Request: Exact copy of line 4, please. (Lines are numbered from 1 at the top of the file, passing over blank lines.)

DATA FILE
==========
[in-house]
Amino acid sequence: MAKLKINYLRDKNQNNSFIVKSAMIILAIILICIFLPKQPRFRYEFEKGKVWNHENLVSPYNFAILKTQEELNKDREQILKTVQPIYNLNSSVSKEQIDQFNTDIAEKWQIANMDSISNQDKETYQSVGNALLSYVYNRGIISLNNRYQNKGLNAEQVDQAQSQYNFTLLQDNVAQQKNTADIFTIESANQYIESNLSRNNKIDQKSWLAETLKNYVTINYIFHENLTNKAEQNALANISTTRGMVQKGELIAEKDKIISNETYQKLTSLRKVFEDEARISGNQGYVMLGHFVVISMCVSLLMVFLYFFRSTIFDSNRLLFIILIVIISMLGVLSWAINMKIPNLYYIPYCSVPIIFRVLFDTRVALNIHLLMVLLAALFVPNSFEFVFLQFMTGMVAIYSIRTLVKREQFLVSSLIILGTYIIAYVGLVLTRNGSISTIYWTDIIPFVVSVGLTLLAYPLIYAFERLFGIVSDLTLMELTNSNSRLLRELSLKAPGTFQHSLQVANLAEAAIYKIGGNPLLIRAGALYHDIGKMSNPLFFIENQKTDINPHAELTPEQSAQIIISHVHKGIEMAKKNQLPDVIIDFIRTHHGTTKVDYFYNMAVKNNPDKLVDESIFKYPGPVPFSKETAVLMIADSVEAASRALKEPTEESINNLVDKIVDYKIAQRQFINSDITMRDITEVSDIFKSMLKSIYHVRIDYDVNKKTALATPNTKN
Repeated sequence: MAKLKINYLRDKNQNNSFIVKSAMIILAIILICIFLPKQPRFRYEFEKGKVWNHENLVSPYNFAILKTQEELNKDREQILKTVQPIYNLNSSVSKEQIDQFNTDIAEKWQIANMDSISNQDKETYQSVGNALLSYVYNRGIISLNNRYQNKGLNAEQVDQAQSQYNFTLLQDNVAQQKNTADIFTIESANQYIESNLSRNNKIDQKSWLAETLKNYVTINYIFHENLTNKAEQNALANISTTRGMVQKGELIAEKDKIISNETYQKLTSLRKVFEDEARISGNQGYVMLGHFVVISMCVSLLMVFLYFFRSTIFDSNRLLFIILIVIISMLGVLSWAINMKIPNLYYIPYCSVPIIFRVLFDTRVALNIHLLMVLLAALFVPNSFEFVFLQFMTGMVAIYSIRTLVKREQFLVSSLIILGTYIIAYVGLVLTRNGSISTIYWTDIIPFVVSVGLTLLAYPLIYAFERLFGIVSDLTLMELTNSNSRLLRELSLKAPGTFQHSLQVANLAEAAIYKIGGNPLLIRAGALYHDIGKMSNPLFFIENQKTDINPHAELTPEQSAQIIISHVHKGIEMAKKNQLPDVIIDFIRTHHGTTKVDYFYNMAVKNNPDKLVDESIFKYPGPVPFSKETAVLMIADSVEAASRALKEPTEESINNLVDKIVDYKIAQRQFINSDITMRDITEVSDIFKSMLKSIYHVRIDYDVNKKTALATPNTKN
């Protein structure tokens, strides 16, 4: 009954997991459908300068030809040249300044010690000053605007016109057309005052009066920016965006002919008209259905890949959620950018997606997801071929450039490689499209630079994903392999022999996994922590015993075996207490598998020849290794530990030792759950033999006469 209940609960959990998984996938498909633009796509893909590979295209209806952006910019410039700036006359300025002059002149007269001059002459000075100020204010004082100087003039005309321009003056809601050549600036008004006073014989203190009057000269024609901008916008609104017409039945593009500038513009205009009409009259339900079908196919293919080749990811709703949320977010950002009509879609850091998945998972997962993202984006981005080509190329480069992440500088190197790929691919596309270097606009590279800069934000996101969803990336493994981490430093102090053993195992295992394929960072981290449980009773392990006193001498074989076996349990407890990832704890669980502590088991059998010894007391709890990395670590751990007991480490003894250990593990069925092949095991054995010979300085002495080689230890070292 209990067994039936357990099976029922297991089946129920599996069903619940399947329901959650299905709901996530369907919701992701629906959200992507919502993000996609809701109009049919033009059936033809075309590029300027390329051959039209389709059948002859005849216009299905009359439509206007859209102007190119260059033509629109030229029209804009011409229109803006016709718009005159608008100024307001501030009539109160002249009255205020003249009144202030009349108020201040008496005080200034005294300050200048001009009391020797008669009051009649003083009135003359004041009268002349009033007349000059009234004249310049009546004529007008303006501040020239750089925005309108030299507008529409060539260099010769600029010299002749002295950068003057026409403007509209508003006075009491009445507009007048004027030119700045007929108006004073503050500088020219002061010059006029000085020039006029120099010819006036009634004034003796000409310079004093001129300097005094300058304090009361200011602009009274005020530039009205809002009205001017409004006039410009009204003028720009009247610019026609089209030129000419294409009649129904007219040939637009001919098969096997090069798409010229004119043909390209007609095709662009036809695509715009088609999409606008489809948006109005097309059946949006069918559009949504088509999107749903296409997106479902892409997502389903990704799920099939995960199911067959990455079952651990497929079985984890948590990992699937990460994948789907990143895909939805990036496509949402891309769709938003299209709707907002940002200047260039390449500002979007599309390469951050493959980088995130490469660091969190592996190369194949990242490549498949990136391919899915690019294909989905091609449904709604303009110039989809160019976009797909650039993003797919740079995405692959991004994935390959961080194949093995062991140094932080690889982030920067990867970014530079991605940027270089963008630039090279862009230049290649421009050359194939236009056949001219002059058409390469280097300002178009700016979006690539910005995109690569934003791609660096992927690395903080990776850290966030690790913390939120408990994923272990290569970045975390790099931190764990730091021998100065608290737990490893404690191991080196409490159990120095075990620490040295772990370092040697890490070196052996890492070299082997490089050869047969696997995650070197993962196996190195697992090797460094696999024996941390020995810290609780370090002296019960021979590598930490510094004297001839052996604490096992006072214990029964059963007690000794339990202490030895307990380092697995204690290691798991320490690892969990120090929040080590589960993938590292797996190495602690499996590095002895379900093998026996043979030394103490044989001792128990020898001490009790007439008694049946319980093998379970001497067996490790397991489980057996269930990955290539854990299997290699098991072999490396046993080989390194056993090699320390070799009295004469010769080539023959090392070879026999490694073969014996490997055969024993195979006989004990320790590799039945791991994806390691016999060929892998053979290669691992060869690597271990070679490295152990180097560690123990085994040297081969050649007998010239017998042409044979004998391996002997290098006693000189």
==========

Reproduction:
């Protein structure tokens, strides 16, 4: 009954997991459908300068030809040249300044010690000053605007016109057309005052009066920016965006002919008209259905890949959620950018997606997801071929450039490689499209630079994903392999022999996994922590015993075996207490598998020849290794530990030792759950033999006469 209940609960959990998984996938498909633009796509893909590979295209209806952006910019410039700036006359300025002059002149007269001059002459000075100020204010004082100087003039005309321009003056809601050549600036008004006073014989203190009057000269024609901008916008609104017409039945593009500038513009205009009409009259339900079908196919293919080749990811709703949320977010950002009509879609850091998945998972997962993202984006981005080509190329480069992440500088190197790929691919596309270097606009590279800069934000996101969803990336493994981490430093102090053993195992295992394929960072981290449980009773392990006193001498074989076996349990407890990832704890669980502590088991059998010894007391709890990395670590751990007991480490003894250990593990069925092949095991054995010979300085002495080689230890070292 209990067994039936357990099976029922297991089946129920599996069903619940399947329901959650299905709901996530369907919701992701629906959200992507919502993000996609809701109009049919033009059936033809075309590029300027390329051959039209389709059948002859005849216009299905009359439509206007859209102007190119260059033509629109030229029209804009011409229109803006016709718009005159608008100024307001501030009539109160002249009255205020003249009144202030009349108020201040008496005080200034005294300050200048001009009391020797008669009051009649003083009135003359004041009268002349009033007349000059009234004249310049009546004529007008303006501040020239750089925005309108030299507008529409060539260099010769600029010299002749002295950068003057026409403007509209508003006075009491009445507009007048004027030119700045007929108006004073503050500088020219002061010059006029000085020039006029120099010819006036009634004034003796000409310079004093001129300097005094300058304090009361200011602009009274005020530039009205809002009205001017409004006039410009009204003028720009009247610019026609089209030129000419294409009649129904007219040939637009001919098969096997090069798409010229004119043909390209007609095709662009036809695509715009088609999409606008489809948006109005097309059946949006069918559009949504088509999107749903296409997106479902892409997502389903990704799920099939995960199911067959990455079952651990497929079985984890948590990992699937990460994948789907990143895909939805990036496509949402891309769709938003299209709707907002940002200047260039390449500002979007599309390469951050493959980088995130490469660091969190592996190369194949990242490549498949990136391919899915690019294909989905091609449904709604303009110039989809160019976009797909650039993003797919740079995405692959991004994935390959961080194949093995062991140094932080690889982030920067990867970014530079991605940027270089963008630039090279862009230049290649421009050359194939236009056949001219002059058409390469280097300002178009700016979006690539910005995109690569934003791609660096992927690395903080990776850290966030690790913390939120408990994923272990290569970045975390790099931190764990730091021998100065608290737990490893404690191991080196409490159990120095075990620490040295772990370092040697890490070196052996890492070299082997490089050869047969696997995650070197993962196996190195697992090797460094696999024996941390020995810290609780370090002296019960021979590598930490510094004297001839052996604490096992006072214990029964059963007690000794339990202490030895307990380092697995204690290691798991320490690892969990120090929040080590589960993938590292797996190495602690499996590095002895379900093998026996043979030394103490044989001792128990020898001490009790007439008694049946319980093998379970001497067996490790397991489980057996269930990955290539854990299997290699098991072999490396046993080989390194056993090699320390070799009295004469010769080539023959090392070879026999490694073969014996490997055969024993195979006989004990320790590799039945791991994806390691016999060929892998053979290669691992060869690597271990070679490295152990180097560690123990085994040297081969050649007998010239017998042409044979004998391996002997290098006693000189």